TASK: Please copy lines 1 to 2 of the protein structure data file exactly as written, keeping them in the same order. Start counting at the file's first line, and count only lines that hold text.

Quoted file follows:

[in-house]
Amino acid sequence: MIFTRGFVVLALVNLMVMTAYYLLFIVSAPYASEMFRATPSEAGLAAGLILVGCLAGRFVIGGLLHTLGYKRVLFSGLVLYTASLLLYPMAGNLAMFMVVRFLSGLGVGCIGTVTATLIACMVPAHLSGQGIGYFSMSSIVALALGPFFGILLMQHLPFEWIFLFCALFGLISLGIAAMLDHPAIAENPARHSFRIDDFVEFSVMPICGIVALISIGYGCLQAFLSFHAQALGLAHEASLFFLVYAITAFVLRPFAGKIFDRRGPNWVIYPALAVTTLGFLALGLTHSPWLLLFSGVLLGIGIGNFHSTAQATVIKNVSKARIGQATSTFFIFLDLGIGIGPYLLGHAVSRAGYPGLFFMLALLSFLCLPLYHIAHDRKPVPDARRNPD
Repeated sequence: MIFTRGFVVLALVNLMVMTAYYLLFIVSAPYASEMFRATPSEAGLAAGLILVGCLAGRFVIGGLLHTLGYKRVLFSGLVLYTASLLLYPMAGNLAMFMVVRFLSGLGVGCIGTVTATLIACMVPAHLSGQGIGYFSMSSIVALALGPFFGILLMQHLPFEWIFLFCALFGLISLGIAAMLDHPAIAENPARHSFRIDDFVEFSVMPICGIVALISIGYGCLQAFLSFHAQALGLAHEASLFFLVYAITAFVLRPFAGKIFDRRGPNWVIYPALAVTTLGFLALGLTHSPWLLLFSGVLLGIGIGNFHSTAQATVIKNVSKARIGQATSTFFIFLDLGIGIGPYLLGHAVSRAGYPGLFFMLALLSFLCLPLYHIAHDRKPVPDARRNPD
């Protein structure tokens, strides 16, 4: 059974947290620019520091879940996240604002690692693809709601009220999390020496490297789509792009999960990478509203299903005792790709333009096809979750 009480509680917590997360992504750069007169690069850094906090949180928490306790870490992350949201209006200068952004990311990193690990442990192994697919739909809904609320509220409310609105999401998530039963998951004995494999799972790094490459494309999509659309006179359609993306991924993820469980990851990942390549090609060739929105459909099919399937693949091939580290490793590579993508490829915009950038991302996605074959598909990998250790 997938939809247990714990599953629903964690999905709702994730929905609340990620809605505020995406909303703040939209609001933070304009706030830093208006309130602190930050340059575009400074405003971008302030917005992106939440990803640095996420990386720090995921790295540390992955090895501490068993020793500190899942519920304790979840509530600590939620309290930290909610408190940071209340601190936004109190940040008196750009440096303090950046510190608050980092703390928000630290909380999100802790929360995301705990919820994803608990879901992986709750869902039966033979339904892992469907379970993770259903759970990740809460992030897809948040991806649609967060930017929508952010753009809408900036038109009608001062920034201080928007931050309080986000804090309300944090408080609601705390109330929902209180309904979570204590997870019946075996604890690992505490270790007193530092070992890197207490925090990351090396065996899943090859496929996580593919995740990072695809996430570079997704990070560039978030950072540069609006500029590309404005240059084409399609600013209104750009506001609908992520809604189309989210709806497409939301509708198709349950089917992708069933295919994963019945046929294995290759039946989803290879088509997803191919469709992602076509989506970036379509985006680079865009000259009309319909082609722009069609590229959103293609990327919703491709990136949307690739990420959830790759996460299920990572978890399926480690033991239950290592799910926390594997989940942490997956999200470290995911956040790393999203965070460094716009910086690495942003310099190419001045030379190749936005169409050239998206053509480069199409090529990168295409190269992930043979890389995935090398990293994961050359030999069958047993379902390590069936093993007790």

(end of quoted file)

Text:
[in-house]
Amino acid sequence: MIFTRGFVVLALVNLMVMTAYYLLFIVSAPYASEMFRATPSEAGLAAGLILVGCLAGRFVIGGLLHTLGYKRVLFSGLVLYTASLLLYPMAGNLAMFMVVRFLSGLGVGCIGTVTATLIACMVPAHLSGQGIGYFSMSSIVALALGPFFGILLMQHLPFEWIFLFCALFGLISLGIAAMLDHPAIAENPARHSFRIDDFVEFSVMPICGIVALISIGYGCLQAFLSFHAQALGLAHEASLFFLVYAITAFVLRPFAGKIFDRRGPNWVIYPALAVTTLGFLALGLTHSPWLLLFSGVLLGIGIGNFHSTAQATVIKNVSKARIGQATSTFFIFLDLGIGIGPYLLGHAVSRAGYPGLFFMLALLSFLCLPLYHIAHDRKPVPDARRNPD